Either or. Even if the "true" R^2 is 0 (which is the case for X ~ Unif(-a, a), Y = X^2) there can be dependence.
I don't have emotions and sometimes that makes me very sad.
But that isn't true. The R^2 is per definition not zero in that case. It can be estimated to be zero, but in that case the model used to predict Y is seriously flawed.
I agree on this: If R^2 is estimated to be 0, then we cannot draw the conclusion that there are no dependence. But if the true unknown R^2 is 0, then there are no dependence. I would say that R^2 is 1 in the example you refer to, because there is a perfect relationship between the variables described. But if you try to fit a linear model, then the observed R^2 will be far from 1.
Consider the following distribution:
In this case the best "regression" we could come up with is predicting y = 0 regardless of x. But there is still dependence here. For if we know x = 0 then we KNOW y = 0. If we know x = 1 then y could be either -1 or 1. So the distribution of Y depends on the value of X. So R^2 is 0 but there is still dependence.
I don't have emotions and sometimes that makes me very sad.
GretaGarbo (07-31-2012)
A friend of mine surprised me when he said:
“You can choose to get as large R^2 as you want.“
“What?!” I said.
“If there is a linear relationship between x and y and you can design where to put the x-values, then just by stretching out the x-values far enough you will get a large enough R^2 value“, he said.
Another aspect is that if you have an observational study and there has not been very much variation in the x-values – the x-values have been roughly constant (as often happens in observational studies) – then the R^2 will be low. That does not mean that the model is bad. It can be a good description of reality. A good model is a model that fits to the data. Not if R^2 is high or low. Lack of fit measures are far more important than R^2.
The residual variance has an influence on R^2 (by increasing the residual sums of squares). So you can make a two-by-two “table” or graph with high and low variation in the x-values and with high and low residual variation. I think that is more important to think of than the R^2.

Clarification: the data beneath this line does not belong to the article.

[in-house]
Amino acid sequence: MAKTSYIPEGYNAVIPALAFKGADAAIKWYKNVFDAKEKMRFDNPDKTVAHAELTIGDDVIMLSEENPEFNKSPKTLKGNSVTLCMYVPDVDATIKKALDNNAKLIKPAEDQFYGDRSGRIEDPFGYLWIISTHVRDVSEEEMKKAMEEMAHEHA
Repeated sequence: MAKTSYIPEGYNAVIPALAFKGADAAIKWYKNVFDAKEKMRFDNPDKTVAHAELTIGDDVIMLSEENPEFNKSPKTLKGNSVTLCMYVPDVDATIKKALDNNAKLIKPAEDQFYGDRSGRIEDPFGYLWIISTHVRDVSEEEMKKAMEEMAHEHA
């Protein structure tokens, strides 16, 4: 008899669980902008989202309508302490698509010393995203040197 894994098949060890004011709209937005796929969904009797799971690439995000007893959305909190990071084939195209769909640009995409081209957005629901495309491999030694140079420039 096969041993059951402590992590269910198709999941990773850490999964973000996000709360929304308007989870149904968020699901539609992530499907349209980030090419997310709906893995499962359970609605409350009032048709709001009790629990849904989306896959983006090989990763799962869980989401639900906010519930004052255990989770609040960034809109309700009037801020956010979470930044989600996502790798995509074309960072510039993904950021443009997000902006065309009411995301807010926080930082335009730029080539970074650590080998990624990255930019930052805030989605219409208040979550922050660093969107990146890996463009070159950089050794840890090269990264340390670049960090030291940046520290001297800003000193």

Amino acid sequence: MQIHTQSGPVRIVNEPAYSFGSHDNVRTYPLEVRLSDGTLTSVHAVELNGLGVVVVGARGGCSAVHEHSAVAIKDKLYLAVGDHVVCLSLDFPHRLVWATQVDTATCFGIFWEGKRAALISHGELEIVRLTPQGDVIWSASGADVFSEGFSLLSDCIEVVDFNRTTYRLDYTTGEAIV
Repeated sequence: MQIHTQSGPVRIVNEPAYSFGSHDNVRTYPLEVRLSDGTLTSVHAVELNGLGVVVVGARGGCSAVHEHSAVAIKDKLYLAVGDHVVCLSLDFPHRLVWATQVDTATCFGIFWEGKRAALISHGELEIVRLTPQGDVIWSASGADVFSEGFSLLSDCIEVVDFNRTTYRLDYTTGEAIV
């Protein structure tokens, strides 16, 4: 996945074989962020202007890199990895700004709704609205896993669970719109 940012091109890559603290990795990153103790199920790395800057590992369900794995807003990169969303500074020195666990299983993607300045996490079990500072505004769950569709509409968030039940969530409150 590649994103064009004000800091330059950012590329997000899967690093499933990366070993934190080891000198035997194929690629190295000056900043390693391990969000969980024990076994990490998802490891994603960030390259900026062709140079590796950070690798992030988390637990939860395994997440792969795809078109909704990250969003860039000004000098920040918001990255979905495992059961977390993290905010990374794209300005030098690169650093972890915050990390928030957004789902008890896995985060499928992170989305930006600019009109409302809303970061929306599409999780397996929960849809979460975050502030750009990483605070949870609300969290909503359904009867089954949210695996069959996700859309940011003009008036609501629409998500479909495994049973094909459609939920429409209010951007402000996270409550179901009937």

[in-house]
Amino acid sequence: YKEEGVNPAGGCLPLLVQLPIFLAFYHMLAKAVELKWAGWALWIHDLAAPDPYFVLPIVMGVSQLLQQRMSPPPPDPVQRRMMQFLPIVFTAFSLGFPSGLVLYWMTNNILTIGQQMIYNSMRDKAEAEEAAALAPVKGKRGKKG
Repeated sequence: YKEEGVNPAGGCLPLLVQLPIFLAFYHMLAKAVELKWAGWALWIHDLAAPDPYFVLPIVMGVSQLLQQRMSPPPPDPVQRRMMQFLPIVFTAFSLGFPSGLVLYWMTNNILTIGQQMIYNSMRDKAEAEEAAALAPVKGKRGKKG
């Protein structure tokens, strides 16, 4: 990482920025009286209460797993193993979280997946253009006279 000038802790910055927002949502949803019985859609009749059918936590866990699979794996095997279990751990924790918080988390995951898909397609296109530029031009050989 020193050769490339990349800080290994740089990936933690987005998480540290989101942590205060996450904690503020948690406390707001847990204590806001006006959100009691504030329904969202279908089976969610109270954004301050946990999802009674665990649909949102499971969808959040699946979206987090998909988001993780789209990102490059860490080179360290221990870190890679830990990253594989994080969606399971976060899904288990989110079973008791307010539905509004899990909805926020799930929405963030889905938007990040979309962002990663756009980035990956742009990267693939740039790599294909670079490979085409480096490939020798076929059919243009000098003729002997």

I would be primary concerned by the parameter estimates and if they are significant, the standard deviation in the residuals and lack-of-fit-measures.
I don’t think that R^2 is understood by 99 percent. I think it is overemphasized and misused.
Besides, I think it gives increased confidence if someone talks both about a models strengths AND weaknesses. This is valid for statistical investigations and used car sellers.
Greta! Go get one more post and then you'll have a surprise on the TalkStats homepage for you.
I don't have emotions and sometimes that makes me very sad.
The usual is to think of regression parameters like “beta” and “sigma” to have a population value that can be estimated from a sample.
But does R^2 have a population value? I have never heard of that.
Think of a linear regression model with a nonzero slope (beta).
Imagine that a first experiment is having the x-values in a narrow range. That will give one R^2 value.
Imagine a second experiment with exactly the same parameters but with the x-values in a wider range. That will give a higher R^2 values for exactly the same parameter values, that is, for the same population beta and sigma values.
No, I don’t think it is meaningful to think of R^2 as population parameters.
I think of R^2 as a simple descriptive of the data at hand.
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